Speaking softly and clearly, I told Anthony Banardi that his only, beloved son was quite dead. “We reap what we sow and I am God’s judgement.” I paused to listen again, hearing him sobbibg and cursing at me. I wiped my eyes and smiled. I laid the phone back on the desk, turned around and walked out of the hole they called an office. I enptied the remaining bullets into the trash and wiped the gun clean and everything I might’ve touched. I unlocked the door, careful to turn the sign back to ‘Open’. In the far distance, I could hear sirens sounding. I let the door swing shut behind me as I walked away, walked towards my car and my peace of mind.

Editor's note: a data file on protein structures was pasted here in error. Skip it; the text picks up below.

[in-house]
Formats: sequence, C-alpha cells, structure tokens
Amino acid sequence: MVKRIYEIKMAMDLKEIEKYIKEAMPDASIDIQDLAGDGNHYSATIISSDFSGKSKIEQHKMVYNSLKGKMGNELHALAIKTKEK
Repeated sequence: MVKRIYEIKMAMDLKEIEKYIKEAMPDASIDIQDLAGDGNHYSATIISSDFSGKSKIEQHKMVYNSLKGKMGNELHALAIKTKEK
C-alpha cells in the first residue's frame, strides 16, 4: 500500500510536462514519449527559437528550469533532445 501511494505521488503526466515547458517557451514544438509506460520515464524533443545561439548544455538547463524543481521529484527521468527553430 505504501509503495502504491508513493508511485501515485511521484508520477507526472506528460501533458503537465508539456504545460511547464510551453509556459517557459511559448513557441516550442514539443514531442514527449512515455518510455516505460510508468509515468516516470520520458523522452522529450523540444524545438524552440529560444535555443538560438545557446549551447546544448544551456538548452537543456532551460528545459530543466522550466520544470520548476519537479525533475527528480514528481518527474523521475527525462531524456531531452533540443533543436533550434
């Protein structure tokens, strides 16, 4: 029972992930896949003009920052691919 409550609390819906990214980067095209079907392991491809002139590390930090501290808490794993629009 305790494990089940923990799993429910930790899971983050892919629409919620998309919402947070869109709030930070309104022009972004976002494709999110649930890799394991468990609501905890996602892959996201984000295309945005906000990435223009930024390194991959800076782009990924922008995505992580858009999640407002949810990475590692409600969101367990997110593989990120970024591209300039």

Open For Business by Juana Weimer


Joined April 2009

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Artist's Description

Just a real quick short story about revenge